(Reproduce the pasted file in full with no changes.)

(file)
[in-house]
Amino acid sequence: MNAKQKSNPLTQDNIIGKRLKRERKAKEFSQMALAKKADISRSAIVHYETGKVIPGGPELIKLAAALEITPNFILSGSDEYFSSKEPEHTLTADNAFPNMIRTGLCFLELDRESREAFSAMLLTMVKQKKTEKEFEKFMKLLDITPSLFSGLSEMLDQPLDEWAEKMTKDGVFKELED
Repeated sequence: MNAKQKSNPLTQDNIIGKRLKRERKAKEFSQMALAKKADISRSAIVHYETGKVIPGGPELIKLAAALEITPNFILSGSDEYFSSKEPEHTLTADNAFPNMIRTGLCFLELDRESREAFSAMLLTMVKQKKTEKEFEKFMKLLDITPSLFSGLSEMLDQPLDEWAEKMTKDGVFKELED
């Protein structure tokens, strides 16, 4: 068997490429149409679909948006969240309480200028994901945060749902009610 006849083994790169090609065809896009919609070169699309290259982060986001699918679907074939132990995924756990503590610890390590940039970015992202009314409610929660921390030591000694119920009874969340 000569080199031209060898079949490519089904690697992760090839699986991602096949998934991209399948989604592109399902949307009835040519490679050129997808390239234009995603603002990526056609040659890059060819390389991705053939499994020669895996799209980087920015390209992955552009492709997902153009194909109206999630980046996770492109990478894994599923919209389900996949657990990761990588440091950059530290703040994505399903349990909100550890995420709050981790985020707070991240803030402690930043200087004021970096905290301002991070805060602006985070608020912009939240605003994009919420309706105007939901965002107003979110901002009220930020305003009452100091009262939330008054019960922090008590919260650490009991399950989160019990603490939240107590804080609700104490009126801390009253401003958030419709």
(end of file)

[in-house]
Amino acid sequence: MNAKQKSNPLTQDNIIGKRLKRERKAKEFSQMALAKKADISRSAIVHYETGKVIPGGPELIKLAAALEITPNFILSGSDEYFSSKEPEHTLTADNAFPNMIRTGLCFLELDRESREAFSAMLLTMVKQKKTEKEFEKFMKLLDITPSLFSGLSEMLDQPLDEWAEKMTKDGVFKELED
Repeated sequence: MNAKQKSNPLTQDNIIGKRLKRERKAKEFSQMALAKKADISRSAIVHYETGKVIPGGPELIKLAAALEITPNFILSGSDEYFSSKEPEHTLTADNAFPNMIRTGLCFLELDRESREAFSAMLLTMVKQKKTEKEFEKFMKLLDITPSLFSGLSEMLDQPLDEWAEKMTKDGVFKELED
């Protein structure tokens, strides 16, 4: 068997490429149409679909948006969240309480200028994901945060749902009610 006849083994790169090609065809896009919609070169699309290259982060986001699918679907074939132990995924756990503590610890390590940039970015992202009314409610929660921390030591000694119920009874969340 000569080199031209060898079949490519089904690697992760090839699986991602096949998934991209399948989604592109399902949307009835040519490679050129997808390239234009995603603002990526056609040659890059060819390389991705053939499994020669895996799209980087920015390209992955552009492709997902153009194909109206999630980046996770492109990478894994599923919209389900996949657990990761990588440091950059530290703040994505399903349990909100550890995420709050981790985020707070991240803030402690930043200087004021970096905290301002991070805060602006985070608020912009939240605003994009919420309706105007939901965002107003979110901002009220930020305003009452100091009262939330008054019960922090008590919260650490009991399950989160019990603490939240107590804080609700104490009126801390009253401003958030419709």